Our hearts are deeply saddened to report that our dear friend, co-worker, and director of Mercy Projects Ukraine, Irina Vladirmirovna Skrypnik, went home to be with the Lord December 25, 2019. Irina served the last 25 years as the director of EEO Ukraine, known today as Mercy Projects, and she is the architect of the child and family sponsorship program there. She is no longer suffering from pancreatic cancer, and this newsletter is dedicated to her memory and her legacy of ministry to at-risk children that continues on.
Her Early Life
Irina was from the eastern Urals, near the city of Chelyabinsk. Her father Vladimir Petrovich, was a nuclear physicist during the Cold War. Her mother, Lyudmilla Nikolayevna, worked as a scientist. Their family, with Irina as an only child, lived in a closed, top secret region.
She excelled in her studies and also in sports, competing as a champion in swimming and an Olympic hopeful. Her parents, however, eventually sent her to live in the Ukrainian SSR capital of Kyiv. She moved in with her grandmother and attended Shevchenko University. She graduated in 1980 with a degree in cybernetics.
Chernobyl and the breakup of the Soviet Union
Irina married her husband Yuri in September 1984. They were separated by the 1986 Chernobyl nuclear explosion as Irina fled Kyiv with their two young daughters. A few years later Irina went back to school to obtain her Ph.D. in Psychology. Revolution rumbled across Eastern Europe as the Berlin Wall fell on November 9, 1989, and the Soviet Union disintegrated December 25, 1991. Irina began teaching Psychology at the university, but the new country of Ukraine suffered deep political and economic turmoil, hyperinflation, and high unemployment. Sensing there was no future staying in Ukraine, they decided to immigrate to Australia.
In the summer of 1992, less than one year after the breakup of the Soviet Union, Irina’s friend from university invited her to translate for an EEO mission team. The next summer of 1993, she translated again for EEO teams and by 1994 she and Yuri came to faith in Christ and were baptized.
In June 1994 she helped us start EEO Ukraine and completed the legal registration in a post-communist system that did not recognize Christian non-profit organizations. Later that year their application to immigrate to Australia was denied. It seemed the Lord had other plans.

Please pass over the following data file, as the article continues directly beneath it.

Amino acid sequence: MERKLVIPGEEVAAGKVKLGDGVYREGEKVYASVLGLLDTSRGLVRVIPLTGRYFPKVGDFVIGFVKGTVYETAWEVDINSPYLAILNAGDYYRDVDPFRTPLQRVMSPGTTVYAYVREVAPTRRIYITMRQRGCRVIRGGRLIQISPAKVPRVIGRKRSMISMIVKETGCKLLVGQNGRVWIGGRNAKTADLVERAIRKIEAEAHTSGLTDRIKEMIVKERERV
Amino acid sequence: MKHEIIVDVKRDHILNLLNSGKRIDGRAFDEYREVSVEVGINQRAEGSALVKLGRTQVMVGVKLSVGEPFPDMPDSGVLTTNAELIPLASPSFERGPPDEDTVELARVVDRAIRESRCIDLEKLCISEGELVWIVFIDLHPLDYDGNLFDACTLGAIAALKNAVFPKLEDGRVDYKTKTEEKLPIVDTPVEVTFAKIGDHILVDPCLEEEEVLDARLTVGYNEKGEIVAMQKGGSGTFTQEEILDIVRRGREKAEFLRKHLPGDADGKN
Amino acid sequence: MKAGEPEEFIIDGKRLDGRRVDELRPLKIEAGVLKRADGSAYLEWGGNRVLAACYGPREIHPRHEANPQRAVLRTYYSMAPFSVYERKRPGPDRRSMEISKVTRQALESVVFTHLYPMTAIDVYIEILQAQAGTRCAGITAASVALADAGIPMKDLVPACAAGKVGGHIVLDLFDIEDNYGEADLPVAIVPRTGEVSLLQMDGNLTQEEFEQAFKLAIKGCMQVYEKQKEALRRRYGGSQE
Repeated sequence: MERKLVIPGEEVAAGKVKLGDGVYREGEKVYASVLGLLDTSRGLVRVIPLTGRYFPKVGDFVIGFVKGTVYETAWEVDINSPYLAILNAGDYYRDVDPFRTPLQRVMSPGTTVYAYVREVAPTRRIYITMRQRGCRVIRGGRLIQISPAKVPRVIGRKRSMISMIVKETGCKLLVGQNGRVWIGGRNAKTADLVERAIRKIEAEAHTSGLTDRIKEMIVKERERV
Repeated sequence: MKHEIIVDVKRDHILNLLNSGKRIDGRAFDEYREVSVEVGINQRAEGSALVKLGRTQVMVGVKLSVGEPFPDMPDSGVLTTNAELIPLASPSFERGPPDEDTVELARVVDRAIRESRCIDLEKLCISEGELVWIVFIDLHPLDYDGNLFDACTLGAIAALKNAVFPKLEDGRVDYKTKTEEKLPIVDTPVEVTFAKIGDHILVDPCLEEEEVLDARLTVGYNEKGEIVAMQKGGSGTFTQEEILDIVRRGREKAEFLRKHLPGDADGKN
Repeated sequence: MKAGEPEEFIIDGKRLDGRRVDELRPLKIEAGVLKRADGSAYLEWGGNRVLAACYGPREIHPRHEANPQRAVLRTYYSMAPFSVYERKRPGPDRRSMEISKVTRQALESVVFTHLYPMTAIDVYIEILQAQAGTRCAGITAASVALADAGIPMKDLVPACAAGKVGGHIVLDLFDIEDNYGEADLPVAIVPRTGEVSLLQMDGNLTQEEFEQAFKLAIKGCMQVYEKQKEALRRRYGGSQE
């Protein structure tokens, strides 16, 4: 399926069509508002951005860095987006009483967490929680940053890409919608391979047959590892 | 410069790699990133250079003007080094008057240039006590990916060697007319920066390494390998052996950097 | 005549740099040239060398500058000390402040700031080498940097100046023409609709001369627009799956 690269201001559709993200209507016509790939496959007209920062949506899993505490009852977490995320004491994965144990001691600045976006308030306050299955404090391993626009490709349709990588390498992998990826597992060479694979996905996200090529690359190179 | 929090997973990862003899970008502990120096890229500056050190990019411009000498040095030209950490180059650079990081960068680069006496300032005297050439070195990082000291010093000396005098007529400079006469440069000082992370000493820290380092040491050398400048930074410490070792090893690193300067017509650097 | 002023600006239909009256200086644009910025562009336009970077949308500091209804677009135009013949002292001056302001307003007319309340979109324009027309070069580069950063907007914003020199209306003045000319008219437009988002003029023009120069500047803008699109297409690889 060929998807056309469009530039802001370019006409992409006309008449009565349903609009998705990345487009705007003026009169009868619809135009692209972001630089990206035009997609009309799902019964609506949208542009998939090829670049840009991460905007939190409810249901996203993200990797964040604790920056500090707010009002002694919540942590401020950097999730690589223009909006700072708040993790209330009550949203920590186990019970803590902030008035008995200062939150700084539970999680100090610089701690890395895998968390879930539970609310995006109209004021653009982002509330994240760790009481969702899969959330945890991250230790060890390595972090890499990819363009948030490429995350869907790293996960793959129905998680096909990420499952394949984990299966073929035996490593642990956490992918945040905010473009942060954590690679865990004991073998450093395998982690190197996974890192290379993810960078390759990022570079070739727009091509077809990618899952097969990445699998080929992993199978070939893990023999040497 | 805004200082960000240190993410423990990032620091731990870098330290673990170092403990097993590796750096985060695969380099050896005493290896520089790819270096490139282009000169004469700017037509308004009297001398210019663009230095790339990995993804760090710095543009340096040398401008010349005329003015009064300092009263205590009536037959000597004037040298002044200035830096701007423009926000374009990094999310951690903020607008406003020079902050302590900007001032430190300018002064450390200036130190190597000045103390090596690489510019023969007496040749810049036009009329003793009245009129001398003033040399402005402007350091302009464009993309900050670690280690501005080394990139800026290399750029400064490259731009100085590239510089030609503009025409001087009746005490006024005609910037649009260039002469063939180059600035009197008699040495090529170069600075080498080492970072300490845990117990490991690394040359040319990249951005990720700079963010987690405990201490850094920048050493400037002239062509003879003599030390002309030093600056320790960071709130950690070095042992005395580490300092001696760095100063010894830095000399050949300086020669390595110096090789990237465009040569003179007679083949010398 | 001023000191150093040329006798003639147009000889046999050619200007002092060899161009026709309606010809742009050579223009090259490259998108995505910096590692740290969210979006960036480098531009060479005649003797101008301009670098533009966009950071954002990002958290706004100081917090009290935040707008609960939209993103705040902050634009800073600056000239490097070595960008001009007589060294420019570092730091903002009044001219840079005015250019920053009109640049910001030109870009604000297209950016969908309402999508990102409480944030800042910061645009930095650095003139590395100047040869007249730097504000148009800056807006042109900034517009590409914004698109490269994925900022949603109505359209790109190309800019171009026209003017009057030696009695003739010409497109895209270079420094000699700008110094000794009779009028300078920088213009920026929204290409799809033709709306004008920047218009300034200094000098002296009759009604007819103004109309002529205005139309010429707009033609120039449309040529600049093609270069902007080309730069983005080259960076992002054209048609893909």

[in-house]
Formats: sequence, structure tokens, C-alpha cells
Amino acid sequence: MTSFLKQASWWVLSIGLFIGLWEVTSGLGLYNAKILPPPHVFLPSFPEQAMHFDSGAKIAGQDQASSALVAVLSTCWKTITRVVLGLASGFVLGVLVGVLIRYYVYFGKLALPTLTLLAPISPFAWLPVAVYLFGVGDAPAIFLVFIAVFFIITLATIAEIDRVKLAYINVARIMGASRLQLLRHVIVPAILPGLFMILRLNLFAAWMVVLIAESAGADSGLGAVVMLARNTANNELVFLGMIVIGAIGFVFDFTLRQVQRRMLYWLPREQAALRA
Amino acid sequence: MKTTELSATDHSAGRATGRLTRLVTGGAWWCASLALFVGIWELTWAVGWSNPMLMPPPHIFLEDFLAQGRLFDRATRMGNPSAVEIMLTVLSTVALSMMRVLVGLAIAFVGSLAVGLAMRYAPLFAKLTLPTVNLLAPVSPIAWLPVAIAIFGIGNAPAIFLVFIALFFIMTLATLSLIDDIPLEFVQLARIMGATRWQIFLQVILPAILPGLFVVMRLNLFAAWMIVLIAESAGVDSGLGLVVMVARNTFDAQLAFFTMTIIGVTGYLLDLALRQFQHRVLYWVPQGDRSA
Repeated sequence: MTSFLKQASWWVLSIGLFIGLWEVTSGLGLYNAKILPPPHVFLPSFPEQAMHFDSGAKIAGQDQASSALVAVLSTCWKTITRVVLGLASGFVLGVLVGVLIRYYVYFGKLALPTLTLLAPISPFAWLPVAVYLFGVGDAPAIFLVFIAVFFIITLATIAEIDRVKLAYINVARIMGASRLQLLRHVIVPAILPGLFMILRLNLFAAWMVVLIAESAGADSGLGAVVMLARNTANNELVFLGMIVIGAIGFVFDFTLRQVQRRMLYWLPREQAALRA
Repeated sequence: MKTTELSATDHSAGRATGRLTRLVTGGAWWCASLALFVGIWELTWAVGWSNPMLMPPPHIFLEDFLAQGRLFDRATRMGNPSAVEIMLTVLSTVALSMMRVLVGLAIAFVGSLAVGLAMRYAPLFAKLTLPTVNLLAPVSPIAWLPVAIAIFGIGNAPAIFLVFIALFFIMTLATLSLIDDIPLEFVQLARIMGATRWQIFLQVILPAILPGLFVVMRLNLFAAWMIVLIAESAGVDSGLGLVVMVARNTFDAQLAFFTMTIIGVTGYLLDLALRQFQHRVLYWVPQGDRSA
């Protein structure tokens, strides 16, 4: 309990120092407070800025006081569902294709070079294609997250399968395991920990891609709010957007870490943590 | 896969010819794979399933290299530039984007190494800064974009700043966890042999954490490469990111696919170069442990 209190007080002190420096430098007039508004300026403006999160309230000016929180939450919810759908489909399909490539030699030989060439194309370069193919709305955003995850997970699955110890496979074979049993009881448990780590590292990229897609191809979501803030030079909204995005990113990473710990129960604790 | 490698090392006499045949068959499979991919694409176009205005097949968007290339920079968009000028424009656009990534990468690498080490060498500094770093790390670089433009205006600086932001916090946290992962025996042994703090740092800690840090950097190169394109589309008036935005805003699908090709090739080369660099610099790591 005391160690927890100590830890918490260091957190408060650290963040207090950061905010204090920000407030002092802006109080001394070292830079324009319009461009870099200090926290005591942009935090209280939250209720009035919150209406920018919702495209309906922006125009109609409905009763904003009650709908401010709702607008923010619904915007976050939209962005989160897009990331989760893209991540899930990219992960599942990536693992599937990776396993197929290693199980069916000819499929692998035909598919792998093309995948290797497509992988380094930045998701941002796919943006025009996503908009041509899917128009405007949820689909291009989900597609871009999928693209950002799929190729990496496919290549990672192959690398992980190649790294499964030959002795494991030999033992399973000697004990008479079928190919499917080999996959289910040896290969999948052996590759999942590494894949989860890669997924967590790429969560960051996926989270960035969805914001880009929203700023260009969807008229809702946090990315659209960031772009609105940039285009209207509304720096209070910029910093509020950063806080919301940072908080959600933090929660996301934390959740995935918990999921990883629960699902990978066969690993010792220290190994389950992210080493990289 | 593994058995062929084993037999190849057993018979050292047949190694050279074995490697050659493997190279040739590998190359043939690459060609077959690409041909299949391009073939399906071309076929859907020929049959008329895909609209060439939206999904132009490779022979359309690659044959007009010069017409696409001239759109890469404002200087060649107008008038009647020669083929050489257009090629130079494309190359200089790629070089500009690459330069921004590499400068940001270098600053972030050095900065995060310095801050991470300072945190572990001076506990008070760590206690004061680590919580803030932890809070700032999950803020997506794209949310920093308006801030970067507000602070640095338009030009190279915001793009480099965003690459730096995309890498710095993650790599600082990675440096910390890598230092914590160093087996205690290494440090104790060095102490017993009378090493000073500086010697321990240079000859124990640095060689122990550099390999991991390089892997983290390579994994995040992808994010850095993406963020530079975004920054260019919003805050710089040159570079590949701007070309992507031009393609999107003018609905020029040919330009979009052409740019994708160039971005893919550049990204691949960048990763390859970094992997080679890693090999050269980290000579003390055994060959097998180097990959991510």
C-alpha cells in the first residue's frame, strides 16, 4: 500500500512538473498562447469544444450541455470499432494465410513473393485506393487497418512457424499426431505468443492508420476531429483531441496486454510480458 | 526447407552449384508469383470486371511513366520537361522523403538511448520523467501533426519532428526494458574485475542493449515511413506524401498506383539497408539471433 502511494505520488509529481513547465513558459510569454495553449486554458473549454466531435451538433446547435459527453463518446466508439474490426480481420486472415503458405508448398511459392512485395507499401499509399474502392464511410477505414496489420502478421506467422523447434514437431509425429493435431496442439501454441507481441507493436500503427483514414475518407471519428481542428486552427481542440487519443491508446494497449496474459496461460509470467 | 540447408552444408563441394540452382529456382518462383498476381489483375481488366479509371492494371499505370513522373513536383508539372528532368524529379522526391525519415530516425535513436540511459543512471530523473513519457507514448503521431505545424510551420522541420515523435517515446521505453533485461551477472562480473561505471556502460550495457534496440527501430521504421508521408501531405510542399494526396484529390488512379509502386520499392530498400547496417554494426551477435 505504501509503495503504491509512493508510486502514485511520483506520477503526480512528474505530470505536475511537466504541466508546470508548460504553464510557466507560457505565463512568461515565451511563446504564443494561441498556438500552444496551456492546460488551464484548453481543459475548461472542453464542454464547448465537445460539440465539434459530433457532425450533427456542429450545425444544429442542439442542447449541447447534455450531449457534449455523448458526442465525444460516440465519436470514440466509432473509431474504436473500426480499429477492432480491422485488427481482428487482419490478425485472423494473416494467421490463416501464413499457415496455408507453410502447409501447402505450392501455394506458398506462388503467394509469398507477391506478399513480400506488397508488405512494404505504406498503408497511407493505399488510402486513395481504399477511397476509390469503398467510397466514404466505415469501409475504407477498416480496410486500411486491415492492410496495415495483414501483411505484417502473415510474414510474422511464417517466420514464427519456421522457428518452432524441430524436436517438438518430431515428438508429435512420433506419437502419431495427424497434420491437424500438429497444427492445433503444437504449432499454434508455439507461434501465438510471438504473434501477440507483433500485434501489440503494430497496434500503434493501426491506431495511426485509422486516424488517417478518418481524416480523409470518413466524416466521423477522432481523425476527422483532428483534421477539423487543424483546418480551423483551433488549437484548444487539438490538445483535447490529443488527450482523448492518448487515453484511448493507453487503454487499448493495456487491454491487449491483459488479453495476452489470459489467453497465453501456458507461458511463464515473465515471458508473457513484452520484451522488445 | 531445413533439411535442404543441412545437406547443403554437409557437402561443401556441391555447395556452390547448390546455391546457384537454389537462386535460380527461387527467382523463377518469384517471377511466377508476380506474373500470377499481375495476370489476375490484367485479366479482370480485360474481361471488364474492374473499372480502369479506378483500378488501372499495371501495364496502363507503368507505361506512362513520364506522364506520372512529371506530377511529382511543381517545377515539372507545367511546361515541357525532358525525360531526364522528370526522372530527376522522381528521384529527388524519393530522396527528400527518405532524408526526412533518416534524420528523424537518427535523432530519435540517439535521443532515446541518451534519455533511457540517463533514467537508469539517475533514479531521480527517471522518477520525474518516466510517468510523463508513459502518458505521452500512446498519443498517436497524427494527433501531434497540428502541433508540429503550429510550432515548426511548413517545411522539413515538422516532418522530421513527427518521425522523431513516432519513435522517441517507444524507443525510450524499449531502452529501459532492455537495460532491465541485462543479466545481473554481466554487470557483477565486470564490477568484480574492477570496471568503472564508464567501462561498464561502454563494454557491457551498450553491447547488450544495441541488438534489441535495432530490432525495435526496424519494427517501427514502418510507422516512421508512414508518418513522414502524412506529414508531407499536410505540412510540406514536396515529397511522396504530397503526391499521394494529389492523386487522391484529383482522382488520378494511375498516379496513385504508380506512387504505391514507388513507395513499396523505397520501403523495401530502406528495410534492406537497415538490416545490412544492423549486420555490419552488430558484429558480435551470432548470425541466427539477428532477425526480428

Translating in Russian Youth Prisons
I distinctly remember preaching a sermon on the prodigal son in Luke 15. As I described the son, dirty and unworthy, returning to his father, I noticed the translation had briefly stopped. I repeated myself. Again silence. I looked over and saw that Irina was crying. The crowd of hundreds of young teenage boys in the prison grew quiet. God’s word was having a great impact and many were saved.
The years of experience in the youth prisons helped us understand the underlying social problems that families faced. There was an orphan epidemic in the former Soviet Union. Irina understood that if mothers were to keep their children at home, and not abandon them out of despair to an orphanage, then those mothers would need support.
Child Sponsorship and Childcare Coordinators
Irina’s first job besides translation was to identify children and families who needed sponsorship assistance. We started in the Chernobyl Nuclear-contaminated zone with 50 families. Irina knew she would need help. Her mother became the first childcare coordinator. Irina envisioned a network of family ministry coordinators, like Christian social workers, who would care for the single mothers and families in their caseload. Eventually, up to 1000 children were cared for by coordinators around the country.
A Legacy of Love
Irina Vladirmirovna was a strong but kind, firm and caring director. She left thousands of children, now grown up, who thank her for the love and care of their sponsors and coordinators. She loved her husband, her children, the EEO ministry, and always remained passionate about swimming.
Irina is survived by her husband Yuri, two daughters Marina and Alyona, and her first grandchild Chloe, born just eight weeks before she passed away. We love you Irina. You left us much too soon.